Quote Originally Posted by cbaywolf View Post
Uh, no.

How does your logic even make sense? First of all, what I think of the tuck rule has nothing to do with intentional grounding- they're two separate topics- I just told you what I think.

2nd- I have no problem with the definition of "intentional grounding" Was Vick "avoiding a sack"- absolutely. Receiver in the area- no. outside the tackles- probably not- and even if he was, did it reach the line of scrimmage- no. Therefore = INTENTIONAL GROUNDING

just b/c I don't LIKE the tuck rule doesn't mean that I said they interpereted it incorrectly. So again, what's the point of asking the question?

And how does your argument have any logic?
You are arguing that you don't like the rule because as Haloti just posted it is in the rule book. That is the tie in.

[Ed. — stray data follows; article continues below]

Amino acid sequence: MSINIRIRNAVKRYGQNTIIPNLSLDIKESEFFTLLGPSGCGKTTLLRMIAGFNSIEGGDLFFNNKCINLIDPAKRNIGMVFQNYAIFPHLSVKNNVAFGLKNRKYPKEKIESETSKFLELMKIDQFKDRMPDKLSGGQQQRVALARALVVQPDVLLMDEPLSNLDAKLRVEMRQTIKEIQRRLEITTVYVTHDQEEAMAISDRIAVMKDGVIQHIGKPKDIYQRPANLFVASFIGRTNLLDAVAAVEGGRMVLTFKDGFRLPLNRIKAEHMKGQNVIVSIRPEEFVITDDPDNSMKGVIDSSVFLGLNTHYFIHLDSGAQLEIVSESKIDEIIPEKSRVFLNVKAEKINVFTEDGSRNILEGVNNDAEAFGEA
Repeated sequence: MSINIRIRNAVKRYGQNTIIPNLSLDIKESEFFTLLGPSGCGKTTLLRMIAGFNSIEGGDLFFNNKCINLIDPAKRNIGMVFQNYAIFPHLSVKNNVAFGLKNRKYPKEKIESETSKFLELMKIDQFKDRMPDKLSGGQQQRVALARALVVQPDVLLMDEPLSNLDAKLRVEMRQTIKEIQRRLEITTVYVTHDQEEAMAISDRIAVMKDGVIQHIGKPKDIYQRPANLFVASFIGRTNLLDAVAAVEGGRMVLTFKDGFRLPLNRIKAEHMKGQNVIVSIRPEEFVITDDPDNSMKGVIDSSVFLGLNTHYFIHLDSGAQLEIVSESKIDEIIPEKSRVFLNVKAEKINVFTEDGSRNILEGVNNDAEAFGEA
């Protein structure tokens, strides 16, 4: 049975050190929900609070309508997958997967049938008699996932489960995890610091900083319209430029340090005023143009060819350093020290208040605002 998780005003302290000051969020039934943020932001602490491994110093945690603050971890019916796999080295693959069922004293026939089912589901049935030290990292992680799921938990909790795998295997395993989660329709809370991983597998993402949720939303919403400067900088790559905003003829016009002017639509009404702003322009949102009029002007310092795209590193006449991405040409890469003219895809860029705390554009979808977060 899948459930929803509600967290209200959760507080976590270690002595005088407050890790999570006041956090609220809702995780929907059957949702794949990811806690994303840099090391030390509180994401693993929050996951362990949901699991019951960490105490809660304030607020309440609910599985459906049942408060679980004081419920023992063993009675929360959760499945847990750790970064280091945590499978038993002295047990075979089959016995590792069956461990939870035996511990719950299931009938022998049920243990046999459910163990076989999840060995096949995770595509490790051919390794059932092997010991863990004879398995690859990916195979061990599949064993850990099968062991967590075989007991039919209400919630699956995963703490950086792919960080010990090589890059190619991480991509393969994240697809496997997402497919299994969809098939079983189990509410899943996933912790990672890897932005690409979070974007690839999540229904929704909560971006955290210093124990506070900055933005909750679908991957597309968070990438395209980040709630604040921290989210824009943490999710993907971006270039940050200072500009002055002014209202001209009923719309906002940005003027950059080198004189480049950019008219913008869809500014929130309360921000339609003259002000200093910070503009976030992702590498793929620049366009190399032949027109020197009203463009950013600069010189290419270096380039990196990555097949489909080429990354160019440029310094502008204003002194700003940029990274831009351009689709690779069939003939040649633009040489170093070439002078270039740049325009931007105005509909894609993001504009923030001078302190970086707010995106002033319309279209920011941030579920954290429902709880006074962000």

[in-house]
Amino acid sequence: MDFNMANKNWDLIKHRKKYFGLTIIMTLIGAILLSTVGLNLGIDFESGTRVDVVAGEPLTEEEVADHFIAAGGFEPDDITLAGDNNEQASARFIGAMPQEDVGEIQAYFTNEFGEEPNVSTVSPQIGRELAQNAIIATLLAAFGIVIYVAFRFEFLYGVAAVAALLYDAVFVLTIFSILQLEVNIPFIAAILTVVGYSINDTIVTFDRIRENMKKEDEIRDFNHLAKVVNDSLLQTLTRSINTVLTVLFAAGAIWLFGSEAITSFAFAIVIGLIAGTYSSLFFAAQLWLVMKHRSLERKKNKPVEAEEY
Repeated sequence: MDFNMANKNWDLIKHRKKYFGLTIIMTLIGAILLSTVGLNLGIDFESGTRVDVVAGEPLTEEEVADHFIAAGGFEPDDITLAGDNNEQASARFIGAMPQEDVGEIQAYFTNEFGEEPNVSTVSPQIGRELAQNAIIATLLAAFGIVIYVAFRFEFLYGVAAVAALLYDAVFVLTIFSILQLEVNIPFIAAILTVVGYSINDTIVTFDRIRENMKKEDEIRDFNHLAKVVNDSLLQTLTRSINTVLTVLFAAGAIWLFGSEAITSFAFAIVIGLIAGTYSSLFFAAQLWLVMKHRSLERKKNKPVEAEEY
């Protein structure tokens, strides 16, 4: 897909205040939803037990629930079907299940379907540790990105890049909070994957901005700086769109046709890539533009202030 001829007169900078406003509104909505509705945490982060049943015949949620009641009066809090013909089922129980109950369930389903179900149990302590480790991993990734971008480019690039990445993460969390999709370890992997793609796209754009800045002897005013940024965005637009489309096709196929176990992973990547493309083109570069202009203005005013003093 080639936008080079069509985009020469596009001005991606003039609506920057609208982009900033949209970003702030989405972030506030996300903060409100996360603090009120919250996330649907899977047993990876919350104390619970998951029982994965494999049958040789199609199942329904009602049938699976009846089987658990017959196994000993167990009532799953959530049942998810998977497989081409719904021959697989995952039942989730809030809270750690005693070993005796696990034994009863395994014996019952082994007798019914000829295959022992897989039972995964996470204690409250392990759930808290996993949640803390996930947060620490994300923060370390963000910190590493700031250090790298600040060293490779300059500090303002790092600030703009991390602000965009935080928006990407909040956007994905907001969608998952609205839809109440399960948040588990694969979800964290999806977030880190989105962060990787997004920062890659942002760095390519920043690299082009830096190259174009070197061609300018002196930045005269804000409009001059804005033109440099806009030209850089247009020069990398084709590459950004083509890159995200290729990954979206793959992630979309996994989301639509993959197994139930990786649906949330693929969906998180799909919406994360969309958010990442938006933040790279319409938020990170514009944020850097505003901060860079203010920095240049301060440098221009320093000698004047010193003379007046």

Just because you don't like the rule because you don't agree with it doesn't mean that what you are saying is correct.

Common sense says that if a guy is getting hit in the process of throwing the ball forward, IT IS IMPOSSIBLE...IMPOSSIBLE to assume he was throwing it to a particular spot. Why don't you go out in your back yard, get 2 of your neighbors with you. Have one stand 20 yards away and throw him the ball. Now have the second neighbor take a running start and hit you in your chest right as your arm starts to move forward and see how close you can get the ball you the guy standing 20 yards away. I bet you don't come close and some of the hits, you'd not be able to get the ball 5 yards.

Thanks to Haloti...I'll repost it in bold

Item 2: Physical Contact. Intentional grounding should not be called if:
(a) the passer initiates his passing motion toward an eligible receiver and then is significantly affected
by physical contact from a defensive player that causes the pass to land in an area that is not in the
direction and vicinity of an eligible receiver; or
(b) the passer is out of the pocket, and his passing motion is significantly affected by physical contact
from a defensive player that causes the ball to land short of the line of scrimmage.